I had a dream where a red comet fell into the ocean and turned all of the earth’s water into red Kool-Aid

I had this dream the other night where a giant comet fell to the earth from space. It was gigantic, twice the size of the one that killed all the dinosaurs. And by the time NASA figured out that this thing was on its crash course, it was too late to do anything.

red comet

“But don’t worry,” the lead scientist tried to reassure the public, “because luckily, this thing is set to land right in the middle of the Pacific Ocean, really far away from any of the continents. Maybe some small islands might be impacted, but if we get them on planes right away, I think they’ll be safe.”

This was all at a huge NASA press conference, and some reporter raised her hand, “Really? You think there’s enough time to ferry all Pacific Islanders to safety?” and the scientist really shouldn’t have spoken so soon, his expertise was astrophysics, not aviation, and yeah, now that he thought about it, that probably was a logistical impossibility.

“Uh, you know, I don’t think there’s going to be any real danger with those islanders,” he kind of lied, wishing they had had enough money in the budget for a PR spokesman, someone who could have done all of the reassuring, the translating all of the technical science to everyday English.

The comet fell from the sky, it was much bigger than even the scientists had anticipated. It was all caught on camera, a giant ball of red fire splashing down right in the middle of the ocean. There was a big dip, an audible gulping sound, and then the water started getting red.

It was a slow change at first, like from the orbital cameras pointing at the crash site, you could see the red seeping outward, but it wasn’t until months later that the extent of the red became too much to ignore. It was the entire Pacific, it was turning crimson, and it continued to spread to all of the other oceans, to the rivers and lakes and ice caps, everything red.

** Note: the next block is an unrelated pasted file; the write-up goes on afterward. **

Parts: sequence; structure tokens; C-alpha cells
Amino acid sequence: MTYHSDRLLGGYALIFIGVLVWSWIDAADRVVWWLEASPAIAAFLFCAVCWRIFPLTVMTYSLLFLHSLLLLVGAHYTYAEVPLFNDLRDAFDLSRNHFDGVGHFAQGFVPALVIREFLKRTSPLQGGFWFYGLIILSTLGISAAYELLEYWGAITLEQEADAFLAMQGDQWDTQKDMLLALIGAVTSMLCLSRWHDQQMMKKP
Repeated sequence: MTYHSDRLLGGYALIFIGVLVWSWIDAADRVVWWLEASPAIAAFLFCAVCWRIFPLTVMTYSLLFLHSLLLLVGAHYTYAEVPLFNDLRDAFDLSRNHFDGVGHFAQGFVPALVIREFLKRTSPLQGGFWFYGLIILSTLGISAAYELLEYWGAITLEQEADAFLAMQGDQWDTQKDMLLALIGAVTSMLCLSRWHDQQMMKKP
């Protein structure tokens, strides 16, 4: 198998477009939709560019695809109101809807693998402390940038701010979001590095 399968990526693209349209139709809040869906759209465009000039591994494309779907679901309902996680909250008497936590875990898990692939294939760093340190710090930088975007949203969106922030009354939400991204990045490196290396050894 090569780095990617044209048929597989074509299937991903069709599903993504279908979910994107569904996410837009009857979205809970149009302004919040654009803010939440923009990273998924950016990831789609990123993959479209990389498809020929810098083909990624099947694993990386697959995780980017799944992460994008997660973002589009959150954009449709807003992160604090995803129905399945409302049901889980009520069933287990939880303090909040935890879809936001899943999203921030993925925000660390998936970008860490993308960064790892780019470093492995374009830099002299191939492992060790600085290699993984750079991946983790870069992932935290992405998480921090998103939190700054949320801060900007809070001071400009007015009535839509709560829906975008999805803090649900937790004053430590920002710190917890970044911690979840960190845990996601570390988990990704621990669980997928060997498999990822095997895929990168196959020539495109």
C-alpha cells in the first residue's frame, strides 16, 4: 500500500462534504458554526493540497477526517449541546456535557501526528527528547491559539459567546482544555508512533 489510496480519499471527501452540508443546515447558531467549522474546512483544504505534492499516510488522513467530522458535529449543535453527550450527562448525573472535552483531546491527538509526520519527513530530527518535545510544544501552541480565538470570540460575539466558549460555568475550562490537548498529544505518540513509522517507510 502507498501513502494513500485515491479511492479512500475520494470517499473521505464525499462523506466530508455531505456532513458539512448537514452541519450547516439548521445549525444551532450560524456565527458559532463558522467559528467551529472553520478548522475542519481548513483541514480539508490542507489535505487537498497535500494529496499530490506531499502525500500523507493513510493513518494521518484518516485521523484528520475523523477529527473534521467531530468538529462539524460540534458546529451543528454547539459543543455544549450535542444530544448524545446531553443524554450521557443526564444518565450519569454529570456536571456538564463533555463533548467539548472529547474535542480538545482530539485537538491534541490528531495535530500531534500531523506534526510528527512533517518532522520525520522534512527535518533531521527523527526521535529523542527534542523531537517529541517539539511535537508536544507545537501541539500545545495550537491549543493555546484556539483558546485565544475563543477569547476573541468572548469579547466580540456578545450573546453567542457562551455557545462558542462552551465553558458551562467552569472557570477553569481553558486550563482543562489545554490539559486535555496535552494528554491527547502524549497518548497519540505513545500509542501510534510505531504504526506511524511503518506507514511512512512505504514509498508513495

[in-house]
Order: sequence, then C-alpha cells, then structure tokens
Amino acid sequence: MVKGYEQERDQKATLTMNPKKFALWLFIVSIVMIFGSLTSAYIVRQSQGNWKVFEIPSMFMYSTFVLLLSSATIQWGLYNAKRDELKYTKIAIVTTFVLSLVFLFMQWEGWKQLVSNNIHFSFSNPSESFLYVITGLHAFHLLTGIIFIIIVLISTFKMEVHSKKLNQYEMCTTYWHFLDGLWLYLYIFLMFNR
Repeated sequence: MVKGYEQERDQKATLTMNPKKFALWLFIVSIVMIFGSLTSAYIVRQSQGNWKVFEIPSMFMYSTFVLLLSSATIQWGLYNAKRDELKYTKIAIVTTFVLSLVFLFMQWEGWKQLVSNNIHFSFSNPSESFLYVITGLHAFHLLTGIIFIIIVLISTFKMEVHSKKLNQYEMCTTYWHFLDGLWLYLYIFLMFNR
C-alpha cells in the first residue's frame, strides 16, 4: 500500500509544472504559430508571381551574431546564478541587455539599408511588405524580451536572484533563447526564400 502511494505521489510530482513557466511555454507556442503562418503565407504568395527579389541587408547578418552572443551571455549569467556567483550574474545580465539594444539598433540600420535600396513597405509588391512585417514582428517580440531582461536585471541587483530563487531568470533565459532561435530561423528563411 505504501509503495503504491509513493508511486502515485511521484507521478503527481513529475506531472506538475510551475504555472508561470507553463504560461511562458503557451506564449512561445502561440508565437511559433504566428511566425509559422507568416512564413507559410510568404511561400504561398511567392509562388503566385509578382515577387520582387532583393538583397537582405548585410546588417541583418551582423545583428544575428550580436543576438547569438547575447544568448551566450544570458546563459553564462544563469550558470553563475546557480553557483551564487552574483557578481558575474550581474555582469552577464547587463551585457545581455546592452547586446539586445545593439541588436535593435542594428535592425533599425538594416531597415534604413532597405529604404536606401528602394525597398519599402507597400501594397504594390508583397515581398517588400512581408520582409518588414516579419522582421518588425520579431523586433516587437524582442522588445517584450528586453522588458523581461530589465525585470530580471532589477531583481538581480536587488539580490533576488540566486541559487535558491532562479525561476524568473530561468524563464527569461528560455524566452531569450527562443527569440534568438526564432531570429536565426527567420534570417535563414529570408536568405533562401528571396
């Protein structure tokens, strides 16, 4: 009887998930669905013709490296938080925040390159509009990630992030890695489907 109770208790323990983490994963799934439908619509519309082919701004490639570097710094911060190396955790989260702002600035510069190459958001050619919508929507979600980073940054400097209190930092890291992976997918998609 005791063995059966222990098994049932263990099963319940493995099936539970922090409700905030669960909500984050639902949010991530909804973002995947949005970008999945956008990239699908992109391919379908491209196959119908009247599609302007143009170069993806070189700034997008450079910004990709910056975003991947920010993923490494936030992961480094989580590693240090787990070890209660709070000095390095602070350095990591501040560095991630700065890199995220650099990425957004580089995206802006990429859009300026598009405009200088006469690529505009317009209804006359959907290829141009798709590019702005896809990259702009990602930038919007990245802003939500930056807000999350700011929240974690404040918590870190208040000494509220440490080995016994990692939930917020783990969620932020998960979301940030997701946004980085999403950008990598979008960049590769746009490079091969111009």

And someone eventually tasted it, and the rumors came back that it had the exact same flavor as red Kool-Aid. Nobody believed it at first, but sure enough, it was like right out of the pitcher, red Kool-Aid.

“You see,” the scientist explained at the follow up press conference, “the chemical composition of that comet was precisely enough to not only add red Kool-Aid color and flavor to our planet’s waters, but there were also foreign agents that, when combined with ocean water, had the effect of negating out all of that gross oceany stuff.”

Maybe he didn’t say gross oceany stuff, but all of that science jargon, I couldn’t remember it word for word. Surprisingly, nothing really changed, like in terms of the marine ecosystem, you would have thought that the plants and animals used to living in seawater would have died pretty quickly after having their habitats turned sweet red, but they loved it.

Still, the governments and scientists couldn’t leave well enough alone. They insisted on pouring money into research and development geared at turning the water back to its regular blue. And it took like fifteen years, but finally one of them invented a really powerful bomb that, when submerged deep enough back in the Pacific, it was going to turn the red Kool-Aid into blue Kool-Aid.

“Close enough,” was the consensus. And everything was great for a little while, until another comet came crashing through the sky, landing almost in the same exact spot. I’m not going to bore you with the details, but scientists later figured out that this second comet would have turned the ocean into one of those trick Kool-Aids, like one of the ones that changes colors and flavors halfway through. I think they called it the Great Bluedini or something like that.


Anyway, it was only supposed to work because the ocean was red originally. But scientists had to go ahead and get in the way, making it blue, and the Bluedini comet had nothing to work with. So instead of changing the color of the water, it changed the color of all of the marine life, all of the plants and animals. But this time they all got very sick, like really sick, they all died and floated to the top and the earth’s waters were forever sick and polluted.

And we couldn’t drink regular water because there was no regular water. The change in the evaporation cycle was complete. Now when it rained, it rained blue Kool-Aid, and when we cried we cried blue Kool-Aid tears. And cried we did, that we had to get involved in nature’s plan, that if we had just left things alone, the space lords would have changed it back from red to blue via that second comet, but we had to be big-shot know-it-alls and ruin everything, and now all the fish were dead, and nothing was ever going to be OK ever again.

Vacation Part Two: Swimming

I’m still on vacation. We spent the whole morning sitting on the beach. Every twenty minutes or so I’d go into the ocean to cool off and go for a swim. I started thinking about swimming, how it’s this natural state of being that I rarely get to really experience. I fill my lungs up with air and bob along the surface of the ocean, paddling in, lunging out.